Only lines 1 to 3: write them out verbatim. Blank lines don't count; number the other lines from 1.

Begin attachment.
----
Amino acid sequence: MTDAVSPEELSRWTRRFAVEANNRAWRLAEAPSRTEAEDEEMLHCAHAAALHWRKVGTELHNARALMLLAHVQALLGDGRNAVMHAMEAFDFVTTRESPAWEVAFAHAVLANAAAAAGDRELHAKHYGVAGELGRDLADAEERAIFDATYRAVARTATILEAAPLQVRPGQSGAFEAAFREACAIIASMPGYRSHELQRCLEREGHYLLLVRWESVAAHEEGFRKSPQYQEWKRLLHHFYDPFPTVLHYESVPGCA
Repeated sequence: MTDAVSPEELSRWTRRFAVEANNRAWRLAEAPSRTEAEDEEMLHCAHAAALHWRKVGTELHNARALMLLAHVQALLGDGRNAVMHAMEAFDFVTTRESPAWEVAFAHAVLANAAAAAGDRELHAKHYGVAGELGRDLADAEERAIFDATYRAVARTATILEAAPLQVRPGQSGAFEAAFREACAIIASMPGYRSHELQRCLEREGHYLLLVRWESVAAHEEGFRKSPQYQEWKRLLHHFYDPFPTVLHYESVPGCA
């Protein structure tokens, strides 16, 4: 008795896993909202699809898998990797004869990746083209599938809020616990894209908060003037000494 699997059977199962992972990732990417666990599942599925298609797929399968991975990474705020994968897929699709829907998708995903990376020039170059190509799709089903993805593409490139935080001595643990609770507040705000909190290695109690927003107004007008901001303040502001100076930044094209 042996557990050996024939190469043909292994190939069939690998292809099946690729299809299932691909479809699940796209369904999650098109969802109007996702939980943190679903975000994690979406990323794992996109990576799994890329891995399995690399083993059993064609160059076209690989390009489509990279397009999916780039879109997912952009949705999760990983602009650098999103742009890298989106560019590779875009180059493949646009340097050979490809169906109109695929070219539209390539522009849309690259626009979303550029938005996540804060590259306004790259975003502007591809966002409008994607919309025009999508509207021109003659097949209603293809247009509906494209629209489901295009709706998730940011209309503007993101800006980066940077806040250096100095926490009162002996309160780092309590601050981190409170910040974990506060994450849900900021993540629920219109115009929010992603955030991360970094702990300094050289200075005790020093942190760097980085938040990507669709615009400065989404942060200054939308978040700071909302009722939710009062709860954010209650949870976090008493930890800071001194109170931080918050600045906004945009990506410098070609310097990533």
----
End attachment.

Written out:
Amino acid sequence: MTDAVSPEELSRWTRRFAVEANNRAWRLAEAPSRTEAEDEEMLHCAHAAALHWRKVGTELHNARALMLLAHVQALLGDGRNAVMHAMEAFDFVTTRESPAWEVAFAHAVLANAAAAAGDRELHAKHYGVAGELGRDLADAEERAIFDATYRAVARTATILEAAPLQVRPGQSGAFEAAFREACAIIASMPGYRSHELQRCLEREGHYLLLVRWESVAAHEEGFRKSPQYQEWKRLLHHFYDPFPTVLHYESVPGCA
Repeated sequence: MTDAVSPEELSRWTRRFAVEANNRAWRLAEAPSRTEAEDEEMLHCAHAAALHWRKVGTELHNARALMLLAHVQALLGDGRNAVMHAMEAFDFVTTRESPAWEVAFAHAVLANAAAAAGDRELHAKHYGVAGELGRDLADAEERAIFDATYRAVARTATILEAAPLQVRPGQSGAFEAAFREACAIIASMPGYRSHELQRCLEREGHYLLLVRWESVAAHEEGFRKSPQYQEWKRLLHHFYDPFPTVLHYESVPGCA
């Protein structure tokens, strides 16, 4: 008795896993909202699809898998990797004869990746083209599938809020616990894209908060003037000494 699997059977199962992972990732990417666990599942599925298609797929399968991975990474705020994968897929699709829907998708995903990376020039170059190509799709089903993805593409490139935080001595643990609770507040705000909190290695109690927003107004007008901001303040502001100076930044094209 042996557990050996024939190469043909292994190939069939690998292809099946690729299809299932691909479809699940796209369904999650098109969802109007996702939980943190679903975000994690979406990323794992996109990576799994890329891995399995690399083993059993064609160059076209690989390009489509990279397009999916780039879109997912952009949705999760990983602009650098999103742009890298989106560019590779875009180059493949646009340097050979490809169906109109695929070219539209390539522009849309690259626009979303550029938005996540804060590259306004790259975003502007591809966002409008994607919309025009999508509207021109003659097949209603293809247009509906494209629209489901295009709706998730940011209309503007993101800006980066940077806040250096100095926490009162002996309160780092309590601050981190409170910040974990506060994450849900900021993540629920219109115009929010992603955030991360970094702990300094050289200075005790020093942190760097980085938040990507669709615009400065989404942060200054939308978040700071909302009722939710009062709860954010209650949870976090008493930890800071001194109170931080918050600045906004945009990506410098070609310097990533």